RBI panel offers suggestions on corporate structure, pledging of shares

The Reserve Bank of India’s internal task force to review existing ownership guidelines and corporate structure of Indian private sector banks has made a series of suggestions on issues such as corporate structure , the pledge of shares by promoters and the initial capital required for the licensing of new banks.

Significantly, the report stated that well-managed large non-banking financial companies (NBFCs) with an asset size of ₹50,000 crore and above, including those owned by a company, can be considered for conversion in banks, subject to the completion of 10 years of operation and compliance with due diligence criteria and compliance with additional conditions specified in this regard.

He noted, however, that a stricter set of criteria may need to be established if NBFCs owned by large industrial firms are to be considered for conversion into banks. “Depending on the experience after, say, five years with the conversion of NBFCs to banks, the Reserve Bank could review policies in this regard to tighten or loosen the policy,” he said.

Searching for comments

The RBI has invited comments on the report by January 15, 2021. “The RBI will consider the comments and suggestions before deciding on the matter,” it said.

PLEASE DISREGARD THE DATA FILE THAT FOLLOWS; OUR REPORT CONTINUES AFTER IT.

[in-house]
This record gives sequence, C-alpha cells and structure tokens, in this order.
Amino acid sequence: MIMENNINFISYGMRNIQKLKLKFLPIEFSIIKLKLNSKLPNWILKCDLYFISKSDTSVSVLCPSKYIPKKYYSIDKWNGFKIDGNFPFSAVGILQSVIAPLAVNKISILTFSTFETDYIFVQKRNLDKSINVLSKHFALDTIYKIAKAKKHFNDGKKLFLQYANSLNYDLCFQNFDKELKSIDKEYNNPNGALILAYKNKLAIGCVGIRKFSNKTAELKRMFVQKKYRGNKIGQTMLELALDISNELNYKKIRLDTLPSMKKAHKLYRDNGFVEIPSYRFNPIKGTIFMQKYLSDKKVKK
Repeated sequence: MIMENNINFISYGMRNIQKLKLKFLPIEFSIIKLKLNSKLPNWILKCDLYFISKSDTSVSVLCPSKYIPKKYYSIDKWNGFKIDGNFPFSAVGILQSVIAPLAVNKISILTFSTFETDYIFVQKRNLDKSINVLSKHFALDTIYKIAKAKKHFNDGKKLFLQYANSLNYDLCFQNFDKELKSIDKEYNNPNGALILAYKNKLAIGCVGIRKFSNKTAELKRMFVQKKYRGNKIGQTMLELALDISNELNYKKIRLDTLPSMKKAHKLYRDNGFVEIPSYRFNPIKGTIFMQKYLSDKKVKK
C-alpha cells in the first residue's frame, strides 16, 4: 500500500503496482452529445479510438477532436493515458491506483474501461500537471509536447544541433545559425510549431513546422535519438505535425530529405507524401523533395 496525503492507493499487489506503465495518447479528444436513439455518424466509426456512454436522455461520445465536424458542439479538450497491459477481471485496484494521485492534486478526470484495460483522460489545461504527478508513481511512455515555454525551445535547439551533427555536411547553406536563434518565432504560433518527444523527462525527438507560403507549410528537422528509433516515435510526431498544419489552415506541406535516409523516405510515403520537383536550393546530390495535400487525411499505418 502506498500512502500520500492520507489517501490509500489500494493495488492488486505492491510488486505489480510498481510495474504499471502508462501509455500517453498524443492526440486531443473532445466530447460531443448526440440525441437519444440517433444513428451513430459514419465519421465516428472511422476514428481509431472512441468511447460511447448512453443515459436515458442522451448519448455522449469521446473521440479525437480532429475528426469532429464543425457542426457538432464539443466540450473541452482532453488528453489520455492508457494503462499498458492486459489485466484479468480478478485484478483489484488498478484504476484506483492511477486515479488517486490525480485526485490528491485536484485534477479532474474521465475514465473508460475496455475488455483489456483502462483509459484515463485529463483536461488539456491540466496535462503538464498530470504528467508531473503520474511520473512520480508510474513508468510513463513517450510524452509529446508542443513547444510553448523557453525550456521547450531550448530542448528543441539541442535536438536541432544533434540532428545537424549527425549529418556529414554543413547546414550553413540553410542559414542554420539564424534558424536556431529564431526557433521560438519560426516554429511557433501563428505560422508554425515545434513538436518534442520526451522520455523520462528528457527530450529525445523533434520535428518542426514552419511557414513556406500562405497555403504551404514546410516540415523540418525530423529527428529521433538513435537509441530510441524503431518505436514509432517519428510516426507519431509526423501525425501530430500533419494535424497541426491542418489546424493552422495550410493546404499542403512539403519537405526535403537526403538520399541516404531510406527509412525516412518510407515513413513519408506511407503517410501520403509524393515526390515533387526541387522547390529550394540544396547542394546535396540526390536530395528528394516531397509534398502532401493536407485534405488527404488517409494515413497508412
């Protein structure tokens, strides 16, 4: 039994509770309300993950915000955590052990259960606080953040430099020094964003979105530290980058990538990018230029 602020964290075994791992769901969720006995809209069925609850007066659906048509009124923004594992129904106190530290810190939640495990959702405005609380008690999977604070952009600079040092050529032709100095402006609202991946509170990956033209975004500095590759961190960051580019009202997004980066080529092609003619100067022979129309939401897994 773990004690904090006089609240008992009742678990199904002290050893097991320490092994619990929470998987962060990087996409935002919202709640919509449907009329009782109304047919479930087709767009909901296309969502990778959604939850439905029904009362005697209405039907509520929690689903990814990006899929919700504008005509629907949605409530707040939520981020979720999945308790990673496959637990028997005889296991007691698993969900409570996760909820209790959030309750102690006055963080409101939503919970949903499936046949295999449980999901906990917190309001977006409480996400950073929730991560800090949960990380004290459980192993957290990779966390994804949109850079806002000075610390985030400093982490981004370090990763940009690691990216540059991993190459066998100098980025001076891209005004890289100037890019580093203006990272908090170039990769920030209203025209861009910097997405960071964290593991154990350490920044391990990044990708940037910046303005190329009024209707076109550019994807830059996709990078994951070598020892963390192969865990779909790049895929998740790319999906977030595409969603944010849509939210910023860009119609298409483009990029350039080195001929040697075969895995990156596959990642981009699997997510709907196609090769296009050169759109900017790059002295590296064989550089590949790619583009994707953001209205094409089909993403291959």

The task force called for maintaining the Non-operative Financial Holding Company (NOFHC) as the preferred structure for all new licenses to be issued to universal banks. “However, this should only be mandatory in cases where individual promoters, entities promoting the conversion of entities have other group entities,” he said.

While banks licensed before 2013 can transition to a NOFHC structure at their discretion, once the NOFHC structure achieves tax neutral status, all banks licensed before 2013 must transition to the NOFHC structure within five years of the announcement. fiscal neutrality. noted.

Noting that concerns regarding banks undertaking different activities through subsidiaries, joint ventures, associates should be addressed through appropriate regulations until the NOFHC structure is made possible and operational, the task force suggested that A bank and its existing subsidiaries, JV, associates should not be permitted to engage in any activity similar to that which a bank is permitted to undertake at the departmental level.

“However, banks may be permitted to make total investments in a financial or non-financial services company, which is not a subsidiary, JV, associated up to 20% of the bank’s paid-up share capital and reserves.

The panel further called for prohibiting the pledging of shares by promoters during the lock-up period, which amounts to bringing unencumbered promoter shares below the prescribed minimum threshold.

“The Reserve Bank could introduce a reporting mechanism for the pledging of shares by private sector bank promoters,” she said.

The minimum initial capital required for licensing new banks is expected to be doubled to ₹1,000 crore from ₹500 crore for universal banks and ₹300 crore for small financial banks from the current ₹200 crore.

For payment banks considering converting to a small corporate bank with three years’ experience as a payment bank, that may be considered sufficient, he said.

In addition, SFBs and payment banks can be listed within “six years from the date of achieving a net worth equivalent to the entry-into-force capital requirement prescribed for universal banks.” or “10 years from date of commencement of operations”, whichever comes first.